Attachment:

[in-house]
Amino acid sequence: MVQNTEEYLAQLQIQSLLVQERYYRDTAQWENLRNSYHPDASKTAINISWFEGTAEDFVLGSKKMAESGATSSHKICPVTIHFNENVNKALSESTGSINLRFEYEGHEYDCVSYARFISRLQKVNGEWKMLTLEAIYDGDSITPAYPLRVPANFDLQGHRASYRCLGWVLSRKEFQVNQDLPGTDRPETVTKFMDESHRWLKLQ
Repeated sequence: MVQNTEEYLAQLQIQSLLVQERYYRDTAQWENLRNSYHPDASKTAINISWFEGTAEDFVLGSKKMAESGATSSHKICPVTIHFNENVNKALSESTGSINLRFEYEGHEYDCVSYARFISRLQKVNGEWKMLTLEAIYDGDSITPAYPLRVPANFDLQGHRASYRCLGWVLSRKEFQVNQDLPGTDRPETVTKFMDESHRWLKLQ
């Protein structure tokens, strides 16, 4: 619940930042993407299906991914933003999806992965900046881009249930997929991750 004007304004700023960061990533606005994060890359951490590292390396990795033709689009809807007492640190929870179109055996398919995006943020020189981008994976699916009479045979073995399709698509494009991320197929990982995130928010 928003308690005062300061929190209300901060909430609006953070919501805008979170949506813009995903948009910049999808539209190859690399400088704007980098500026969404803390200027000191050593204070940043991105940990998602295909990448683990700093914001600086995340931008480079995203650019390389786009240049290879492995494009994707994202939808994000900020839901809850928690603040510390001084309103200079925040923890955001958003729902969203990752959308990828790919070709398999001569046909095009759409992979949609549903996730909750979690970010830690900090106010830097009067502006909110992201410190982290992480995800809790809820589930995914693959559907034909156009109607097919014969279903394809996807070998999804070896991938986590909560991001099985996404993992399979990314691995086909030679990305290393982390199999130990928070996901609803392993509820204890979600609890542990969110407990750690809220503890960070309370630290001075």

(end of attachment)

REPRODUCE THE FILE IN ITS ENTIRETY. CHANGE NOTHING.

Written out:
[in-house]
Amino acid sequence: MVQNTEEYLAQLQIQSLLVQERYYRDTAQWENLRNSYHPDASKTAINISWFEGTAEDFVLGSKKMAESGATSSHKICPVTIHFNENVNKALSESTGSINLRFEYEGHEYDCVSYARFISRLQKVNGEWKMLTLEAIYDGDSITPAYPLRVPANFDLQGHRASYRCLGWVLSRKEFQVNQDLPGTDRPETVTKFMDESHRWLKLQ
Repeated sequence: MVQNTEEYLAQLQIQSLLVQERYYRDTAQWENLRNSYHPDASKTAINISWFEGTAEDFVLGSKKMAESGATSSHKICPVTIHFNENVNKALSESTGSINLRFEYEGHEYDCVSYARFISRLQKVNGEWKMLTLEAIYDGDSITPAYPLRVPANFDLQGHRASYRCLGWVLSRKEFQVNQDLPGTDRPETVTKFMDESHRWLKLQ
């Protein structure tokens, strides 16, 4: 619940930042993407299906991914933003999806992965900046881009249930997929991750 004007304004700023960061990533606005994060890359951490590292390396990795033709689009809807007492640190929870179109055996398919995006943020020189981008994976699916009479045979073995399709698509494009991320197929990982995130928010 928003308690005062300061929190209300901060909430609006953070919501805008979170949506813009995903948009910049999808539209190859690399400088704007980098500026969404803390200027000191050593204070940043991105940990998602295909990448683990700093914001600086995340931008480079995203650019390389786009240049290879492995494009994707994202939808994000900020839901809850928690603040510390001084309103200079925040923890955001958003729902969203990752959308990828790919070709398999001569046909095009759409992979949609549903996730909750979690970010830690900090106010830097009067502006909110992201410190982290992480995800809790809820589930995914693959559907034909156009109607097919014969279903394809996807070998999804070896991938986590909560991001099985996404993992399979990314691995086909030679990305290393982390199999130990928070996901609803392993509820204890979600609890542990969110407990750690809220503890960070309370630290001075």